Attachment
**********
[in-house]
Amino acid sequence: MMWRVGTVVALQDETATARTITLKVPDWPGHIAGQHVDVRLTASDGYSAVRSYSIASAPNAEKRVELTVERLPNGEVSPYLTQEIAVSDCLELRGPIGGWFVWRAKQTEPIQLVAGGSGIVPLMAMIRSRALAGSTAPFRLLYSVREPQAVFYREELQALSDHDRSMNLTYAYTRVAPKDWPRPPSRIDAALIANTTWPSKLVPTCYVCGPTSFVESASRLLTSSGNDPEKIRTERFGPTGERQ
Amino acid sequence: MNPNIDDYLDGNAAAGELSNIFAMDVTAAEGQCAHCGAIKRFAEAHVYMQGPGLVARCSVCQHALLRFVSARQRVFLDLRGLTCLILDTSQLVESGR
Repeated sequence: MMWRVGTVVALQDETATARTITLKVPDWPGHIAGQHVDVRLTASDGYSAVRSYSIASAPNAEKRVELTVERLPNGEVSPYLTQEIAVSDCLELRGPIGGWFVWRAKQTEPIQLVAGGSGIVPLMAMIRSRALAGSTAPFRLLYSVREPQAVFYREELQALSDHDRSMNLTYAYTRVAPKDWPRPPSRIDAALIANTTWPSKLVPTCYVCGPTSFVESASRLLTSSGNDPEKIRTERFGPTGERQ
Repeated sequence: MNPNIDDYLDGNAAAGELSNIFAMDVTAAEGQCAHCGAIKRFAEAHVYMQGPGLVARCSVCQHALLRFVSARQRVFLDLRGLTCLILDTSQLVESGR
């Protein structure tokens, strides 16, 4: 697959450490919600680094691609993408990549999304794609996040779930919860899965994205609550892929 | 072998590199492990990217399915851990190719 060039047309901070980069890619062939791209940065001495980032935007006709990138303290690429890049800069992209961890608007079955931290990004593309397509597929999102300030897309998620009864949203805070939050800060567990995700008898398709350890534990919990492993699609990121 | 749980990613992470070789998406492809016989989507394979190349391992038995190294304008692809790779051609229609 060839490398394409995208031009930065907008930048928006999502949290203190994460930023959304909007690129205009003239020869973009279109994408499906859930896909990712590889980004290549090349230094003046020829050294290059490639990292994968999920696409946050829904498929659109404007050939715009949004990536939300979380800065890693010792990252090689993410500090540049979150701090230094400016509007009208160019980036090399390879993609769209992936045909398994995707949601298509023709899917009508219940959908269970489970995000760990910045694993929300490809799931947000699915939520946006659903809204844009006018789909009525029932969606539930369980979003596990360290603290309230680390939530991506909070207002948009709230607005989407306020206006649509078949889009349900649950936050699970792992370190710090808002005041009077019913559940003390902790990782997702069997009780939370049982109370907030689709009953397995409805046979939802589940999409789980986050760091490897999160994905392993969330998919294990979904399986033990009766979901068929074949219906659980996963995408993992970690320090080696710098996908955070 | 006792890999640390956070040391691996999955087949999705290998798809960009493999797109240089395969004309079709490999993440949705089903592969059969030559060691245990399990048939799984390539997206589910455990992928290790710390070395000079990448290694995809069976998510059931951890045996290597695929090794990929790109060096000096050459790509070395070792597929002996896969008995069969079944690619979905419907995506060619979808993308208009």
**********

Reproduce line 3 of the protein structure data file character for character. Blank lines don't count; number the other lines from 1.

Amino acid sequence: MNPNIDDYLDGNAAAGELSNIFAMDVTAAEGQCAHCGAIKRFAEAHVYMQGPGLVARCSVCQHALLRFVSARQRVFLDLRGLTCLILDTSQLVESGR